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“About Colorado Marital Property Laws…”


Colorado Revised Statute 14-10-113 regulates the division of marital property in a divorce. Marital property is defined as any property which either spouse acquires during their marriage, except for property acquired by gift, inheritance or property excluded by a prenuptial agreement.  The manner in which the property is titled is not conclusive.

There are seven key factors to keep in mind, when dividing up the marital property, including:

  • How long were the parties married;
  • The cumulative assets of both parties;
  • Prenuptial agreements, if any;
  • Separation agreements, if any;
  • The tax consequences of the marital property division;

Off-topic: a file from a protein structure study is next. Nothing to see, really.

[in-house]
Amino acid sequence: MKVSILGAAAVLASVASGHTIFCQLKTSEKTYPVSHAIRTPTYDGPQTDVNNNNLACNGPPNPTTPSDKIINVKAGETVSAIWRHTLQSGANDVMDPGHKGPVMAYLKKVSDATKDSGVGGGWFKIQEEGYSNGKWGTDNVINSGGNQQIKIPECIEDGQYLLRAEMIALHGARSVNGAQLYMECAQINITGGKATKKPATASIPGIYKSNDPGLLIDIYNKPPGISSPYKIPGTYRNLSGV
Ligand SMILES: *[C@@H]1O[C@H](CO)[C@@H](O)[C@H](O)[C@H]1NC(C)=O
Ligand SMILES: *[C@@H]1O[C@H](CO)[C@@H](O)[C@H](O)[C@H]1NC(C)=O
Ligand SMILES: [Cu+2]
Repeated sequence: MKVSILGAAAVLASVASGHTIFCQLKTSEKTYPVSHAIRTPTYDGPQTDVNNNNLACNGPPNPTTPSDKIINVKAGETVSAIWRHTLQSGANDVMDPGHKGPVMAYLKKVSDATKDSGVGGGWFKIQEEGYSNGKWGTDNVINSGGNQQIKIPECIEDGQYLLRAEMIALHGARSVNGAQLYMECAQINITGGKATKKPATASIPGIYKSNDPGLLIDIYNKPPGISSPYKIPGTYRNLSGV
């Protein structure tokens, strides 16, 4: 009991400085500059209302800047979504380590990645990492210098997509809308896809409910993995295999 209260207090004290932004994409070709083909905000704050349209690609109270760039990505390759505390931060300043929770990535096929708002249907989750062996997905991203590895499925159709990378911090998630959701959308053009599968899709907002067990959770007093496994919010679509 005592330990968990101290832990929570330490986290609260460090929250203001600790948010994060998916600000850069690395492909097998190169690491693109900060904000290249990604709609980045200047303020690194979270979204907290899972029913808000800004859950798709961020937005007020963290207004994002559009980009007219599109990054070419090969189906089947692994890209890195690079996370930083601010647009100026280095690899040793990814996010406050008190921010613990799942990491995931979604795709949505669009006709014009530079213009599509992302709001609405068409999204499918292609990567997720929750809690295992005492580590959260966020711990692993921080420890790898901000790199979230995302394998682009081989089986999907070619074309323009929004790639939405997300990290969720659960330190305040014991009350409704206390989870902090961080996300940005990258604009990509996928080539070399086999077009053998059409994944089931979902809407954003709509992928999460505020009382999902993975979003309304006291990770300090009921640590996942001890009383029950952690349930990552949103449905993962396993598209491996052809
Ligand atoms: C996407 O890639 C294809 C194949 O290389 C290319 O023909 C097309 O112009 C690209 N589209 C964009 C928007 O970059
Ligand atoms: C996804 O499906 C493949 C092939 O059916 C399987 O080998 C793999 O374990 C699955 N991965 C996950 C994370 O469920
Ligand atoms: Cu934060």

• Both parties’ financial circumstances and needs;
  • Both parties’ contributions – including those of a homemaker (if one of the spouses is primarily a homemaker).

This equitable division will take into account all assets and debts and the marital estate will be divided equitably.  An “equitable division,” taking into account assets and debts, typically becomes a “marital property equalization” the longer the parties were married.

Many parties believe they can get through the divorce process simply by taking all the debts and then later filing for bankruptcy.  This is not true. 

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